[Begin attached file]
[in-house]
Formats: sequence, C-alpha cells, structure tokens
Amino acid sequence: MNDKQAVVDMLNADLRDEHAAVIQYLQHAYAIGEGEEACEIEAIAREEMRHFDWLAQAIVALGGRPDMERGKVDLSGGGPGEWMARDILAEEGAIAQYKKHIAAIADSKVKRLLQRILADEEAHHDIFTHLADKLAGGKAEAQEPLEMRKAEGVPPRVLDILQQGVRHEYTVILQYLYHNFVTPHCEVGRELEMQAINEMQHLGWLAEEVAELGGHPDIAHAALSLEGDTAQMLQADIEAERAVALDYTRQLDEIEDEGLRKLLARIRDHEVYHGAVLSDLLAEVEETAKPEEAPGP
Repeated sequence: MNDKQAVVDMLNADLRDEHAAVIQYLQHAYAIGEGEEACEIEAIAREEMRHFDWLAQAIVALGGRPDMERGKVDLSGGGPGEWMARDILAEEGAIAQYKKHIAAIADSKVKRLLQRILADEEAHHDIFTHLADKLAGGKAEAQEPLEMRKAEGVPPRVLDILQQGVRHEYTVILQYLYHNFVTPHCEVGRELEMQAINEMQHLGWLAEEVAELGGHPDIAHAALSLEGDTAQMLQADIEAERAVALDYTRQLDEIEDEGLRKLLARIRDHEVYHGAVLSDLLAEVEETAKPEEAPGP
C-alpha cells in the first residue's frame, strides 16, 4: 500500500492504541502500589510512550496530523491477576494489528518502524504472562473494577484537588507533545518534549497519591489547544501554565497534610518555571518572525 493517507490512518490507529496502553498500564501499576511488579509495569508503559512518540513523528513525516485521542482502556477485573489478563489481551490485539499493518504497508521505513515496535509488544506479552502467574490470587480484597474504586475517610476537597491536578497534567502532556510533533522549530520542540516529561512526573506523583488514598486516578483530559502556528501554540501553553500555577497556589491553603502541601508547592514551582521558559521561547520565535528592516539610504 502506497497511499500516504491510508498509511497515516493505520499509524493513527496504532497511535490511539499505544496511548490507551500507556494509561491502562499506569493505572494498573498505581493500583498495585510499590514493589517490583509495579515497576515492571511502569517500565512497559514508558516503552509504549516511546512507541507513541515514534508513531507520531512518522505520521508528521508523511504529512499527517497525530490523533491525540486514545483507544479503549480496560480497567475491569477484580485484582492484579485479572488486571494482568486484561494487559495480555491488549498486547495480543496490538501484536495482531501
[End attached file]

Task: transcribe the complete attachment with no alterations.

[in-house]
Formats: sequence, C-alpha cells, structure tokens
Amino acid sequence: MNDKQAVVDMLNADLRDEHAAVIQYLQHAYAIGEGEEACEIEAIAREEMRHFDWLAQAIVALGGRPDMERGKVDLSGGGPGEWMARDILAEEGAIAQYKKHIAAIADSKVKRLLQRILADEEAHHDIFTHLADKLAGGKAEAQEPLEMRKAEGVPPRVLDILQQGVRHEYTVILQYLYHNFVTPHCEVGRELEMQAINEMQHLGWLAEEVAELGGHPDIAHAALSLEGDTAQMLQADIEAERAVALDYTRQLDEIEDEGLRKLLARIRDHEVYHGAVLSDLLAEVEETAKPEEAPGP
Repeated sequence: MNDKQAVVDMLNADLRDEHAAVIQYLQHAYAIGEGEEACEIEAIAREEMRHFDWLAQAIVALGGRPDMERGKVDLSGGGPGEWMARDILAEEGAIAQYKKHIAAIADSKVKRLLQRILADEEAHHDIFTHLADKLAGGKAEAQEPLEMRKAEGVPPRVLDILQQGVRHEYTVILQYLYHNFVTPHCEVGRELEMQAINEMQHLGWLAEEVAELGGHPDIAHAALSLEGDTAQMLQADIEAERAVALDYTRQLDEIEDEGLRKLLARIRDHEVYHGAVLSDLLAEVEETAKPEEAPGP
C-alpha cells in the first residue's frame, strides 16, 4: 500500500492504541502500589510512550496530523491477576494489528518502524504472562473494577484537588507533545518534549497519591489547544501554565497534610518555571518572525 493517507490512518490507529496502553498500564501499576511488579509495569508503559512518540513523528513525516485521542482502556477485573489478563489481551490485539499493518504497508521505513515496535509488544506479552502467574490470587480484597474504586475517610476537597491536578497534567502532556510533533522549530520542540516529561512526573506523583488514598486516578483530559502556528501554540501553553500555577497556589491553603502541601508547592514551582521558559521561547520565535528592516539610504 502506497497511499500516504491510508498509511497515516493505520499509524493513527496504532497511535490511539499505544496511548490507551500507556494509561491502562499506569493505572494498573498505581493500583498495585510499590514493589517490583509495579515497576515492571511502569517500565512497559514508558516503552509504549516511546512507541507513541515514534508513531507520531512518522505520521508528521508523511504529512499527517497525530490523533491525540486514545483507544479503549480496560480497567475491569477484580485484582492484579485479572488486571494482568486484561494487559495480555491488549498486547495480543496490538501484536495482531501